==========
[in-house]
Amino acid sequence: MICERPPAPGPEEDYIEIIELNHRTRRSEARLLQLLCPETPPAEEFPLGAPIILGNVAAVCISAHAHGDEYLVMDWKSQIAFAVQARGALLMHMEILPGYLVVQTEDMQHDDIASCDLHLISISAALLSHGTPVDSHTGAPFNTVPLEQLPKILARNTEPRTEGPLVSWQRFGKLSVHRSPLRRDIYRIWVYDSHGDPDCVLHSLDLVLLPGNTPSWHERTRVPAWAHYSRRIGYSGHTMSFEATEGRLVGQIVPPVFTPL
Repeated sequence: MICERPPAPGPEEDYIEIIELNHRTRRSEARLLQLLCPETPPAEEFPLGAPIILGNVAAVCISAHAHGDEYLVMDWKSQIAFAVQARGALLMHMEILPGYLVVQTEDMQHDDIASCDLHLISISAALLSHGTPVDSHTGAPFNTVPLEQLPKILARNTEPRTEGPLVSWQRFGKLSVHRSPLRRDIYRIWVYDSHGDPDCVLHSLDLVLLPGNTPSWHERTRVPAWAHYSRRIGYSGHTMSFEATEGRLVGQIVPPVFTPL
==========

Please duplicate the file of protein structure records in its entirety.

[in-house]
Amino acid sequence: MICERPPAPGPEEDYIEIIELNHRTRRSEARLLQLLCPETPPAEEFPLGAPIILGNVAAVCISAHAHGDEYLVMDWKSQIAFAVQARGALLMHMEILPGYLVVQTEDMQHDDIASCDLHLISISAALLSHGTPVDSHTGAPFNTVPLEQLPKILARNTEPRTEGPLVSWQRFGKLSVHRSPLRRDIYRIWVYDSHGDPDCVLHSLDLVLLPGNTPSWHERTRVPAWAHYSRRIGYSGHTMSFEATEGRLVGQIVPPVFTPL
Repeated sequence: MICERPPAPGPEEDYIEIIELNHRTRRSEARLLQLLCPETPPAEEFPLGAPIILGNVAAVCISAHAHGDEYLVMDWKSQIAFAVQARGALLMHMEILPGYLVVQTEDMQHDDIASCDLHLISISAALLSHGTPVDSHTGAPFNTVPLEQLPKILARNTEPRTEGPLVSWQRFGKLSVHRSPLRRDIYRIWVYDSHGDPDCVLHSLDLVLLPGNTPSWHERTRVPAWAHYSRRIGYSGHTMSFEATEGRLVGQIVPPVFTPL